1943. Galloperdix lunulata

(1943) Galloperdix lunulata (Valenc.).
Galloperdix lunulata. Fauna B. I., Birds, 2nd ed. vol. v. p. 362.
The range of this Spur-Fowl is very much the same as that of the true Bed Spur-Fowl. In the North its limits may be roughly defined as the Sind, Jumna and Granges Rivers ; West it is found as far as the coastal hill-ranges and throughout Coimbatore and Mysore. It does not occur on the Malabar coast or in Western Travancore. On the East it extends to the coast of Orissa and Madras wherever the country is suitable.
This Spur-Fowl does not seem to mind much what kind of country it breeds in provided there is ample cover of some kind and the ground broken and rocky.
There is very little recorded about the breeding of this bird. Blewitt writes :—“It breeds certainly from March to May” (Raipore), "making a slight excavation in the ground for the eggs, under shelter of a boulder or rock in a thicket. Some time in April 1871, from such a nest, made at the base of a large boulder in dense jungle, the eggshells were taken from which the chicks had escaped ; again in the same month, under the ledge of a rock in thick undergrowth in a slight hollow in the earth, two fresh eggs were found.
“Apparently five is the maximum number of eggs. At least during two seasons, of the many broods met with, no single brood of chicks exceeded this number.”
Hume also notes that Thompson took a nest in Chanda, on the 5th April and Tickell a second in June.
It does not breed at any great elevation, probably very seldom over 3,000 feet and generally under 2,000 feet.
Pitman found them extraordinarily common in the Central Provinces on the rocky bills of granatoid gneiss, which were covered with forest, bamboo- and thorn-jungle, and noticed that they preferred the crests of these ridges, covered quite thinly with grass and bush, rather than the more heavily forested lower slopes. This penchant for boulders and rocks, both for living and for breeding among, seems constant, and many of my correspondents refer to rocks affording protection to the nests they have found.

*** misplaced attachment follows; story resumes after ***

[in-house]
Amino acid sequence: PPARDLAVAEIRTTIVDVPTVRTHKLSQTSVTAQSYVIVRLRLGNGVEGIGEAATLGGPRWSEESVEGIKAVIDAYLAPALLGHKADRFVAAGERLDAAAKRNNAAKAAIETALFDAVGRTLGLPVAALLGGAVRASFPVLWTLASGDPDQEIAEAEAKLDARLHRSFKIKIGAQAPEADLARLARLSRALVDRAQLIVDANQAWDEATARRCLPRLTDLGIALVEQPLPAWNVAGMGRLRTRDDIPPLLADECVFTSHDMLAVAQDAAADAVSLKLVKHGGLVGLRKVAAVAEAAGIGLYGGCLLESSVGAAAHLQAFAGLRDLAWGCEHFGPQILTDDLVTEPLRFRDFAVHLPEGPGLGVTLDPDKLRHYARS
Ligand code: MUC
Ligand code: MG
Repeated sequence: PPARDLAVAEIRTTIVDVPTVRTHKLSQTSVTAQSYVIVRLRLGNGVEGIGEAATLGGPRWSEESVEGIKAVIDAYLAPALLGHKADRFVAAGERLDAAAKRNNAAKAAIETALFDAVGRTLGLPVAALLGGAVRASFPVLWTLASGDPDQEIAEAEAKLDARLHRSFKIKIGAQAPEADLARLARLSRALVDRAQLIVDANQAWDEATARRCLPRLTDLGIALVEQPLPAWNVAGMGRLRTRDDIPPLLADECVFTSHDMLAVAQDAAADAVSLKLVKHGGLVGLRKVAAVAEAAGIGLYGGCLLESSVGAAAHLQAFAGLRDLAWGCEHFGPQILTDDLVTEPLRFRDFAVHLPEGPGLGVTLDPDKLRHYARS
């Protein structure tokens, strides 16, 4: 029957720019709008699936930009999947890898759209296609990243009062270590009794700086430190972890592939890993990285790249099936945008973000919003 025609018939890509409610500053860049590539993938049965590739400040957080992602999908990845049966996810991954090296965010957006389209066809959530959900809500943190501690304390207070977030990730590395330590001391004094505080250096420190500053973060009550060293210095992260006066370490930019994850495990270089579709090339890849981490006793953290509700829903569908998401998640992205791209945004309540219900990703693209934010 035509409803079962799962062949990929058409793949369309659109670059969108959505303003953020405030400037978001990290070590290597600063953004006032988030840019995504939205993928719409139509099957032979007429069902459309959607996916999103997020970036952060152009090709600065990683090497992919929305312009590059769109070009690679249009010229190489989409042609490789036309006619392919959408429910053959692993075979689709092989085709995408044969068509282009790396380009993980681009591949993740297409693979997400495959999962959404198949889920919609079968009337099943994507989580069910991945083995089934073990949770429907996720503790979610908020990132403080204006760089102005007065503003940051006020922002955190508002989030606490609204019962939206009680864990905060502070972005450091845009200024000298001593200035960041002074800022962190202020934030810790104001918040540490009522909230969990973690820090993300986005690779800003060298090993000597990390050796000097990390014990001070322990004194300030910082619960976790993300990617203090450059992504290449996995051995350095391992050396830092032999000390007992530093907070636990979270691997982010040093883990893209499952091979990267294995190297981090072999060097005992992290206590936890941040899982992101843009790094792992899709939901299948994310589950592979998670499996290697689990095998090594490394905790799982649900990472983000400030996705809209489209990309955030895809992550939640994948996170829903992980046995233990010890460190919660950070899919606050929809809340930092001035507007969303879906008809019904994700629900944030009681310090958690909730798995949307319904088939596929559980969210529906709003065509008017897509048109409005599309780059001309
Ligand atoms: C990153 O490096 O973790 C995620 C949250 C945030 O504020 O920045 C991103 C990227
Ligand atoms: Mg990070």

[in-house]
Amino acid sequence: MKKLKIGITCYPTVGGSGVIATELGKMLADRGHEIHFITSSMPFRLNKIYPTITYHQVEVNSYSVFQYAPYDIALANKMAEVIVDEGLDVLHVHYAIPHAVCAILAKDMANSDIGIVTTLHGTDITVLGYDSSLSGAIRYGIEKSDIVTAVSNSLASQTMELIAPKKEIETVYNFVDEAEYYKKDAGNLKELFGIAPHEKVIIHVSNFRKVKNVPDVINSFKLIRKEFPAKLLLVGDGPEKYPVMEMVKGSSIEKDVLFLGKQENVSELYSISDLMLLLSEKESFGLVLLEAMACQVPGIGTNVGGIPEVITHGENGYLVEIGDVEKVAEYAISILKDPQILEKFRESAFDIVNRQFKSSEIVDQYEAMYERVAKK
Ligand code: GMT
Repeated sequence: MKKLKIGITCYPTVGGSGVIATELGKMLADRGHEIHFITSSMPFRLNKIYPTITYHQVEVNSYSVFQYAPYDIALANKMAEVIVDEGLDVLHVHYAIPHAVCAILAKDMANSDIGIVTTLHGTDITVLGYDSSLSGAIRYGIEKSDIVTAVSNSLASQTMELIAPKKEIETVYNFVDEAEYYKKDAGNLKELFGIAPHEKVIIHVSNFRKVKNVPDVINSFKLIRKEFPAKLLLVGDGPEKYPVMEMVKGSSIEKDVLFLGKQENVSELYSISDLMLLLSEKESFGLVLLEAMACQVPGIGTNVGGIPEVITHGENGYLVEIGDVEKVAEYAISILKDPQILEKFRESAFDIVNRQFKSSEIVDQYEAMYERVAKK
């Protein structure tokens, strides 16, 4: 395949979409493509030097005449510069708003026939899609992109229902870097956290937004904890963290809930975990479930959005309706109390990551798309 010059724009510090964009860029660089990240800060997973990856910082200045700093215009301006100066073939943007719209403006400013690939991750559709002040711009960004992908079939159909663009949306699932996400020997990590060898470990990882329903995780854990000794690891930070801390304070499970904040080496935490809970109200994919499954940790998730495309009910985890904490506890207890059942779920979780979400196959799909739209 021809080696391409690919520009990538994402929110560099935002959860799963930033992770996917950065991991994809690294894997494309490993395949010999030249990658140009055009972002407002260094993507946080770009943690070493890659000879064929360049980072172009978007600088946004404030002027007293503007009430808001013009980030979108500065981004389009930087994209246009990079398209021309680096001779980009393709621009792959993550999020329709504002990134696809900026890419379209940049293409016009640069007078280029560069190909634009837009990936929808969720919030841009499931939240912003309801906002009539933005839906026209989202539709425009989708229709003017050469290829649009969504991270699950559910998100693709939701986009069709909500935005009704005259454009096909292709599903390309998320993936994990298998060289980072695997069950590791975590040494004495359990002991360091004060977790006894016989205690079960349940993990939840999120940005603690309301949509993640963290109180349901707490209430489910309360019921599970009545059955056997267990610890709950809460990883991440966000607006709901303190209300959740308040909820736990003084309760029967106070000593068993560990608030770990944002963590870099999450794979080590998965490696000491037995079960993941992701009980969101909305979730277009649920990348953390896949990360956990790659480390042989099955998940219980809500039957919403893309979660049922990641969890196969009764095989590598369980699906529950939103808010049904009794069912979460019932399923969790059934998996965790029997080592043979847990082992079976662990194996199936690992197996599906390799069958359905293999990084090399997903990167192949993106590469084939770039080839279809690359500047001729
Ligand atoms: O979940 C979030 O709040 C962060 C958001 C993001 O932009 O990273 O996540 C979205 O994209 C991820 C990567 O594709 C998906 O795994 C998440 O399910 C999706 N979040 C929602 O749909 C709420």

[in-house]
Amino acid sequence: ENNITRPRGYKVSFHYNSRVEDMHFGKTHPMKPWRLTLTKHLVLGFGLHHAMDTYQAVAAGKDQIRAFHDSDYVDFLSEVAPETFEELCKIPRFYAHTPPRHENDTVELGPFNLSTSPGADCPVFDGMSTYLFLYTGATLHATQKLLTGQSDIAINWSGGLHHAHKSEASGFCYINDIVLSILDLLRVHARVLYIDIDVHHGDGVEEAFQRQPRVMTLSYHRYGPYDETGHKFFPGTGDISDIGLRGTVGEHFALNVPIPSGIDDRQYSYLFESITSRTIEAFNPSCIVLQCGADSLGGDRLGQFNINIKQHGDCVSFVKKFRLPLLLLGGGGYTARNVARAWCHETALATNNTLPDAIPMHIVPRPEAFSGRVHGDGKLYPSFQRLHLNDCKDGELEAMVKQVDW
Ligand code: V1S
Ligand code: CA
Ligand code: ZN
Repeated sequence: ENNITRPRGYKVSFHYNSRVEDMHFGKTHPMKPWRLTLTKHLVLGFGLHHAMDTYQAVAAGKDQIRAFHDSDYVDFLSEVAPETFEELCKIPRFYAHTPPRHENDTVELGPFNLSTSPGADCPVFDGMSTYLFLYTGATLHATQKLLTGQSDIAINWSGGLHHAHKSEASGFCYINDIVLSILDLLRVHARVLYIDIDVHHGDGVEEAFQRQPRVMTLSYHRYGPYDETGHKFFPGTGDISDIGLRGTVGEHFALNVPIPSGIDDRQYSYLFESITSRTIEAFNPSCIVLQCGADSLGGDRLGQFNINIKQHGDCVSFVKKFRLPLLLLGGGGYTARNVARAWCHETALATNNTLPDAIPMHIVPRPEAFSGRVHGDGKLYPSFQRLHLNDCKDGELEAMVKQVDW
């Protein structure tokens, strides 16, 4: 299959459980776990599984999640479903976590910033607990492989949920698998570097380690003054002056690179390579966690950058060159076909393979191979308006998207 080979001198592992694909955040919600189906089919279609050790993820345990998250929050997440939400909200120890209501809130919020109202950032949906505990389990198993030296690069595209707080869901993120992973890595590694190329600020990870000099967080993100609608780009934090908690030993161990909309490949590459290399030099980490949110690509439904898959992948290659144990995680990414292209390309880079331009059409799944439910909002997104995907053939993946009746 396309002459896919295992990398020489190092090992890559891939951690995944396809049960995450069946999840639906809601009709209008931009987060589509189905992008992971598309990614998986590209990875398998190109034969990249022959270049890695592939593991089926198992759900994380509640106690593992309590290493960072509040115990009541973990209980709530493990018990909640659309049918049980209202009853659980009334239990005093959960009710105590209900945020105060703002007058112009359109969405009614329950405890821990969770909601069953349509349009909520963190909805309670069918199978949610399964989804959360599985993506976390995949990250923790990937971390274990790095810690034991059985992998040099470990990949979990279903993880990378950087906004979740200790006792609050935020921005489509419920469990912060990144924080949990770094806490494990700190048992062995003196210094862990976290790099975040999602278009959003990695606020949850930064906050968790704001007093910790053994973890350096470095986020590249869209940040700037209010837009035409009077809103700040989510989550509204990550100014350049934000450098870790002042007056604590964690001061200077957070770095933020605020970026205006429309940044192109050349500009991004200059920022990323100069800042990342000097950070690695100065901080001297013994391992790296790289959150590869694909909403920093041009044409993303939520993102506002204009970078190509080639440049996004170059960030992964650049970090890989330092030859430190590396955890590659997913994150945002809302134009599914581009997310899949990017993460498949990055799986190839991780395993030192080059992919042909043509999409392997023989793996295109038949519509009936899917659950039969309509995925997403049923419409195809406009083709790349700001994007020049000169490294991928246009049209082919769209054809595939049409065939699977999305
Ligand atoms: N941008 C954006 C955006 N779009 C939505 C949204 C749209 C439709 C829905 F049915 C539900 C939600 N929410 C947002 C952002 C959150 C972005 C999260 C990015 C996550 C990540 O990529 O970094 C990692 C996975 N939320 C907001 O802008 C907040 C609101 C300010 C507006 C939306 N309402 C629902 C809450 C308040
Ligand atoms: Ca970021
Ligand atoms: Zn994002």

In the Nilgiris they are very common in the sholas and other small woods up to about 2,000 feet, and I have clutches taken by Vidal, Howard Campbell and F. E. Kemp taken from February to May and a clutch of two taken by Col. H. R. Baker in the Eastern Ghats on the 18th June.
We still want more information about the breeding time, but presumably, over most of its area, February to early May is the normal season, a few birds laying in January and a few others in June.
The eggs are just like those of the other species, but pale-coloured eggs are more numerous in proportion and the range of variation wider.
Twenty-five eggs average 40.9 x 29.3 mm. : maxima 42.4 x 28.4 and 42.0 x 81.0 mm, ; minima 39.7 x 28.3 and 41.2 x 27.0 mm.
I know nothing of its general breeding habits beyond Blewitt’s note to the effect that “the parent birds assiduously care for their young and when disturbed exhibit great anxiety for their safety. When closely pursued, the old birds endeavour by many artifices to draw the attention of the intruders from the spot where the chicks lie concealed, and invariably on the cry of a chick, wounded or captured, the parent birds daringly return to the rescue, often to within a dozen yards or so of the sportsmen. The chicks are very soon able to fly as well and as fast as the old birds.”

The Nidification Of Birds Of The Indian Empire
Baker, Edward Charles Stuart. The nidification of birds of the Indian Empire. Vol. 4. 1935.
Title in Book: 
1943. Galloperdix lunulata
Spp Author: 
Book Author: 
Edward Charles Stuart Baker
Page No: 
Common name: 
Painted Spur Fowl
Painted Spurfowl
Galloperdix lunulata
Vol. 4

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